Thursday, January 7, 2010

Blogging from Antarctica (we wish!)

What if you lost the roof over your head? It'd probably be a pretty significant change in your lifestyle.

If you were an organism living on the bottom of the sea under the massive Larsen Ice Shelf of Antarctica, this would be more than a rhetorical question.

Duke Graduate Student David Honig is on a ship just off the ice shelf right now with a team that is exploring those questions.

All sorts of critters have lived in the lightless environment below the shelf for millennia, if not eons, making their living on energy sources other than sunlight, namely methane that seeps from the ocean floor. But the Larsen shelf is breaking apart and calving like crazy, exposing huge new areas of this delicate ecosystem to sunlight for the first time in a very long time.

What happens next?

Tune in to the Deep Sea News blog and follow along with David for the next two months as the team tries to find out.

Monday, January 4, 2010

Brian Hare on PBS This Month

Duke anthropologist Brian Hare is one of the stars of an upcoming three-part PBS documentary on the links between humans and other primates: The Human Spark.

In a nutshell, the show asks, what makes us so different from our nearest relatives? What makes us special? Hare studies chimps, bonobos and domestic dogs in an effort to figure out some of these questions.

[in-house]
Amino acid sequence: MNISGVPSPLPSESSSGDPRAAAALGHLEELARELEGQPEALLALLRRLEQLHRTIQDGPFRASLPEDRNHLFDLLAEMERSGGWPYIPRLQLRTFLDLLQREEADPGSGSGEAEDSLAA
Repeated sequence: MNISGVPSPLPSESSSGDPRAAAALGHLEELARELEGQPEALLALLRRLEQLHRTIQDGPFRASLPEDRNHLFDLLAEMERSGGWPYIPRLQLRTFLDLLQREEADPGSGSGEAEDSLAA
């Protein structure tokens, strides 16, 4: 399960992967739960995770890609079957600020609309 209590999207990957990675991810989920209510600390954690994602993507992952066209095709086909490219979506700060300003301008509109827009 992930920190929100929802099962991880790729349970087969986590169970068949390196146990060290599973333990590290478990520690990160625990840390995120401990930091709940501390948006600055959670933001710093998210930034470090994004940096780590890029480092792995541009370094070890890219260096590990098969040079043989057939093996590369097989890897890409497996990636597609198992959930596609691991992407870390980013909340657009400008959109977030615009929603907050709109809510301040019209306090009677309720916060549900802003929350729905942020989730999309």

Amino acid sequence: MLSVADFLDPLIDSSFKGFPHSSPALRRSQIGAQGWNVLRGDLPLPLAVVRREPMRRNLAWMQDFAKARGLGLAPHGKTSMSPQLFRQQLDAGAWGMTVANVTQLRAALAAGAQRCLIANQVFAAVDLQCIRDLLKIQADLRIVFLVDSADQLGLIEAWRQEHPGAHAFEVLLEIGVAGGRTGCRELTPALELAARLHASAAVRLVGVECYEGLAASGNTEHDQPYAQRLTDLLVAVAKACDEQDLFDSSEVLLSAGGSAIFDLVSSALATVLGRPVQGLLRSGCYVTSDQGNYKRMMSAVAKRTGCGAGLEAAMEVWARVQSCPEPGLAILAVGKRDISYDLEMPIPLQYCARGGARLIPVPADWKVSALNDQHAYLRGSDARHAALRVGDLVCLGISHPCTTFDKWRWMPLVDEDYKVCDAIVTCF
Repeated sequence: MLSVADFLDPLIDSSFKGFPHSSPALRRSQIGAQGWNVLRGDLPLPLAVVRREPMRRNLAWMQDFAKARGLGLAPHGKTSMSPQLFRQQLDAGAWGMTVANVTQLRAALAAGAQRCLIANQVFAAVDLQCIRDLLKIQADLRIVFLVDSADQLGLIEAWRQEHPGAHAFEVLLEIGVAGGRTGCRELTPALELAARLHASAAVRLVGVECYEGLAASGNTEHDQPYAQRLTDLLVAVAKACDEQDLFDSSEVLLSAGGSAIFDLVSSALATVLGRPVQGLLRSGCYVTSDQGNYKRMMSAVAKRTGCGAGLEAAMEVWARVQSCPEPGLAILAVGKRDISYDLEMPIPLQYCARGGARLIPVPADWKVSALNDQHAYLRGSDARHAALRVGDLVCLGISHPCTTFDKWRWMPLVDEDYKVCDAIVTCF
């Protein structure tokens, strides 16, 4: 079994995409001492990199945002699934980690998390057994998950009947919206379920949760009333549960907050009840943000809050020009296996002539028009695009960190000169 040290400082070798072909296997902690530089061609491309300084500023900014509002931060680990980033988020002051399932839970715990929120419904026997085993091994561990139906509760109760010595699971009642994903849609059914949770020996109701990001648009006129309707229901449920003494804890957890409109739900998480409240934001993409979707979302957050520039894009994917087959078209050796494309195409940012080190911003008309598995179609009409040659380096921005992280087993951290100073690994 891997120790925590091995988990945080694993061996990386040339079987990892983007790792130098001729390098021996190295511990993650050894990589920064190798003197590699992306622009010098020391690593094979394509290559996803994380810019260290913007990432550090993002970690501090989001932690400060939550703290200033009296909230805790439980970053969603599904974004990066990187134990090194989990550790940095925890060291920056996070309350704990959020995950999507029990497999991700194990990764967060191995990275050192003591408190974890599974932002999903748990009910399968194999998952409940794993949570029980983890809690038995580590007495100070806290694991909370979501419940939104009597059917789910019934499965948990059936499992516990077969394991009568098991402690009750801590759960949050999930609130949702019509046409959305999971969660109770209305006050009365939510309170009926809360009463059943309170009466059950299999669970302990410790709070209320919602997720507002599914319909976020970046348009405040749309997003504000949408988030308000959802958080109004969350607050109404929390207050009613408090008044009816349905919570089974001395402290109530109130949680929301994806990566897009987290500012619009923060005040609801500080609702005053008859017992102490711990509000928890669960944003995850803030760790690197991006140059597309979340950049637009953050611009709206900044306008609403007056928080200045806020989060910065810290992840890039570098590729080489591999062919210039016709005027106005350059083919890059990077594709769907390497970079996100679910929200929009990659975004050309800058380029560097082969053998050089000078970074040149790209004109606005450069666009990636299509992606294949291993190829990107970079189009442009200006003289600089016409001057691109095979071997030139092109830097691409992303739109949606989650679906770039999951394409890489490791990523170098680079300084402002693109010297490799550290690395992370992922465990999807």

Yes, Brian got to meet host Alan Alda, comic actor turned science journalist. In fact, he took Alda to the North Carolina Zoo to meet some chimps.

Social psychologist Tanya Chartrand of the Fuqua School of Business also spent some time with the PBS crew, but it doesn't appear that her segments survived the editing process. You can see what they talked about on the show's blog, however.

The series airs locally on WUNC at 8 p.m. on Jan. 6, 13 and 20. The local PBS affiliate is also doing added programming and a special website.

The National Science Foundation, which underwrote some of the program, prepared this short webcast interview with Alda and the show's producers shortly before the holidays. (46 Minutes)